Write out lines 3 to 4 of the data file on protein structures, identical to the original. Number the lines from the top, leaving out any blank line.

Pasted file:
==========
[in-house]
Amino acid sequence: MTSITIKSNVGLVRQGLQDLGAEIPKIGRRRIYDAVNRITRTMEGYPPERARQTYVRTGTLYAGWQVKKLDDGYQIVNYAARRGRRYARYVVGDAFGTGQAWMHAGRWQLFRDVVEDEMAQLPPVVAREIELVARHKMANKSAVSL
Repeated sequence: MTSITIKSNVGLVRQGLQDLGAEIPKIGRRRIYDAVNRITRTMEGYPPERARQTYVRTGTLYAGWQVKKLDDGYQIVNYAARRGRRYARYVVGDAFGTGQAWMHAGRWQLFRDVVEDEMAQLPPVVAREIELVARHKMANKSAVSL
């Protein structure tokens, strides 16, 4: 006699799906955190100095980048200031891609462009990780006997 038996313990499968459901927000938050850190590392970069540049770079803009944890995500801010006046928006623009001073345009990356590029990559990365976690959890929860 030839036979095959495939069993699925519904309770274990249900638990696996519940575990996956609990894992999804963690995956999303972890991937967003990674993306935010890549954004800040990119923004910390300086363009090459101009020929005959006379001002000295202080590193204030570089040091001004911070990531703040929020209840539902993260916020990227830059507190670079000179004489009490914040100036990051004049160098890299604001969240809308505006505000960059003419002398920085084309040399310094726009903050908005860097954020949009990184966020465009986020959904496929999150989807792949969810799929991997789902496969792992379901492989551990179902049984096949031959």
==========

Repeated sequence: MTSITIKSNVGLVRQGLQDLGAEIPKIGRRRIYDAVNRITRTMEGYPPERARQTYVRTGTLYAGWQVKKLDDGYQIVNYAARRGRRYARYVVGDAFGTGQAWMHAGRWQLFRDVVEDEMAQLPPVVAREIELVARHKMANKSAVSL
């Protein structure tokens, strides 16, 4: 006699799906955190100095980048200031891609462009990780006997 038996313990499968459901927000938050850190590392970069540049770079803009944890995500801010006046928006623009001073345009990356590029990559990365976690959890929860 030839036979095959495939069993699925519904309770274990249900638990696996519940575990996956609990894992999804963690995956999303972890991937967003990674993306935010890549954004800040990119923004910390300086363009090459101009020929005959006379001002000295202080590193204030570089040091001004911070990531703040929020209840539902993260916020990227830059507190670079000179004489009490914040100036990051004049160098890299604001969240809308505006505000960059003419002398920085084309040399310094726009903050908005860097954020949009990184966020465009986020959904496929999150989807792949969810799929991997789902496969792992379901492989551990179902049984096949031959």